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07/25/96 COLLEEN TONKOVIC v. RETIREMENT BOARD

July 25, 1996

COLLEEN TONKOVIC, PLAINTIFF-APPELLEE,
v.
THE RETIREMENT BOARD OF THE FIREMEN'S ANNUITY AND BENEFIT FUND OF CHICAGO, DEFENDANT-APPELLANT.



Appeal from the Circuit Court of Cook County. No. 94 CH 8381. Honorable Albert Green, Judge Presiding.

Released for Publication August 29, 1996.

The Honorable Justice O'brien delivered the opinion of the court: Hoffman, P.j., and Cahill, J., concur.

The opinion of the court was delivered by: O'brien

JUSTICE O'BRIEN delivered the opinion of the court:

Defendant the Retirement Board of the Fireman's Annuity and Benefit Fund of Chicago (Board) appeals from the circuit court's order reversing its decision to deny plaintiff, Colleen Tonkovic (Tonkovic), widow's duty death benefits pursuant to section 6-104 of the Illinois Pension Code. 40 ILCS 5/1-101 et seq. (West 1994). We affirm.

Plaintiff's decedent, Martin Tonkovic (decedent), was employed by the City of Chicago as a firefighter on February 16, 1969. On April 9, 1980, while fighting a fire, decedent suffered a heart attack. He was examined by the Board's physician, Dr. George Motto. Dr. Motto asserted that decedent was without symptoms of heart disease prior to April 9, 1980, but that after that date decedent had documented arteriosclerotic heart disease as manifested by the heart attack. With knowledge of the heart disease and because of decedent's heart attack, Dr. Motto prescribed that decedent should not perform the duties associated with the position of a firefighter. Furthermore, Dr. Motto found that decedent's condition fell within the parameters of section 6-151 of the Illinois Pension Code, which provides that an active fireman who becomes disabled as the result of a specific injury resulting from an act or acts of duty is eligible for duty disability benefits. 40 ILCS 5/6-151 (West 1994)

As a result of Dr. Motto's findings, the Board granted decedent duty disability. By statute, said disability benefits were to continue during the period of the disability until decedent reached the age of compulsory retirement. 40 ILCS 5/6-151 (West 1994).

On April 30, 1994, decedent suffered another heart attack and died. The death certificate, signed by Dr. Martin Rubin, attributes decedent's demise to "respiratory failure, due to or as a consequence of a ruptured aortic aneurysm, due to or as a consequence of artherosclerotic [sic ] heart disease." No autopsy was performed.

Decedent's widow, Tonkovic, applied to the Board for widow's duty death benefits pursuant to section 6-140 of the Illinois Pension Code. 40 ILCS 5/6-140 (West 1994). The Board conducted a hearing on the matter on August 17, 1994.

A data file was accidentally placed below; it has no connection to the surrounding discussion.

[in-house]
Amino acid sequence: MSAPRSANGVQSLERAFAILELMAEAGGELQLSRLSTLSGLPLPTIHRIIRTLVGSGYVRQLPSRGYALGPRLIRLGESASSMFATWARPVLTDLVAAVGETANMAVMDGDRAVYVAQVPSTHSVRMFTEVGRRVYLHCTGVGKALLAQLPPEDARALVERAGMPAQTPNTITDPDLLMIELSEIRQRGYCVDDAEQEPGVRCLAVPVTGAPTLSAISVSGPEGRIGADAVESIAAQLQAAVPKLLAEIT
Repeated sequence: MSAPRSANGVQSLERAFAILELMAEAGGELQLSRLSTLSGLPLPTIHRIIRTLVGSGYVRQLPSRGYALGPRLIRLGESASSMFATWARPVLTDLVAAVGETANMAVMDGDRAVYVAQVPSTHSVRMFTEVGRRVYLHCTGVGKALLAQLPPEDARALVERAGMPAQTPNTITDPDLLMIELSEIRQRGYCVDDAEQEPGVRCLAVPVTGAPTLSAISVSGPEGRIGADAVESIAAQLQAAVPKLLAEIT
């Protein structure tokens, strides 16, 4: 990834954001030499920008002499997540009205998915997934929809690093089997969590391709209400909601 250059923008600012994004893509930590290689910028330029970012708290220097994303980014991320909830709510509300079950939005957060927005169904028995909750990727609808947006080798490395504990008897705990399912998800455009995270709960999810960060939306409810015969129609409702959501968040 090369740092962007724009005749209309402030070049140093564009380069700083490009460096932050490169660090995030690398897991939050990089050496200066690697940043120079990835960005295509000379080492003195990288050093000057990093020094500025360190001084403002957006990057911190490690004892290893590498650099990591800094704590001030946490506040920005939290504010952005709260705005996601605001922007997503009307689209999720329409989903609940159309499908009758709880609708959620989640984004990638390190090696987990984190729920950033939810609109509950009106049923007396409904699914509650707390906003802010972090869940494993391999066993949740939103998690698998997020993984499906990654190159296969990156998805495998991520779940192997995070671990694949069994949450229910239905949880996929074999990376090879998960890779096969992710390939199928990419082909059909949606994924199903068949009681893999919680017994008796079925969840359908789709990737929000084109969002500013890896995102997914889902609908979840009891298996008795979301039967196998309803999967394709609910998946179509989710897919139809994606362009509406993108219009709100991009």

At the hearing, Tonkovic presented decedent's death certificate and various documents concerning his medical history. The Board's physician, Dr. Motto, testified that although decedent suffered a duty-related heart attack in 1980, the heart attack did not contribute to his demise in 1994. Instead, Dr. Motto testified that decedent died as a result of abdominal aortic aneurysm. Dr. Motto claimed a heart attack and an abdominal aneurysm are not connected, except that aneurysms and heart disease are caused by a similar process, that is, dissection or arteriosclerosis of the abdominal aorta. According to Dr. Motto, the recognized causes of arteriosclerosis are multifactorial: stress, high blood pressure, cholesterol, heredity, and smoking. He admitted, however, that long-term exposure to smoke, such as decedent's 11 years of being a firefighter before self-contained breathing apparatus were utilized, may have caused the arteriosclerosis.

Relying upon the testimony of Dr. Motto that decedent's 1980 heart attack did not contribute to his demise, the Board denied Tonkovic's request for widow's duty death benefits and instead granted her ordinary widow's benefits. Tonkovic filed a complaint for administrative review in the circuit court of Cook County.

On March 21, 1995, the circuit court conducted a hearing on Tonkovic's complaint. It found that the Board's decision was against the manifest weight of the evidence and entered an order reversing the decision of the Board. In so doing, the circuit court reasoned that because Dr. Motto admitted arteriosclerosis disease caused the aneurysm and that decedent had documented arteriosclerotic heart disease as manifested by the 1980 heart attack, there was no question that decedent died of arteriosclerosis. Furthermore, the circuit court found the Board ignored the fact that because decedent did not smoke, suffer from hypertension, and had no family history of arteriosclerosis, his greatest risk factor for arteriosclerotic heart disease was his employment as a firefighter. The Board appealed the circuit court's order.

A reviewing court may only set aside findings of an administrative agency's questions of fact if they are against the manifest weight of the evidence. Ernzen v. Board of Trustees of Batavia Firemen's Pension Fund, 96 Ill. App. 3d 1143, 1147, 421 N.E.2d 1065, 52 Ill. Dec. 202 (1981). A judgment will only be found as against the manifest weight of the evidence when it appears from the record that an opposite result is clearly evident. Ernzen, 96 Ill. App. 3d at 1148, 421 N.E.2d at 1068.

Section 6-140 of the Illinois Pension Code, dealing with widow's duty death benefits, provides in ...


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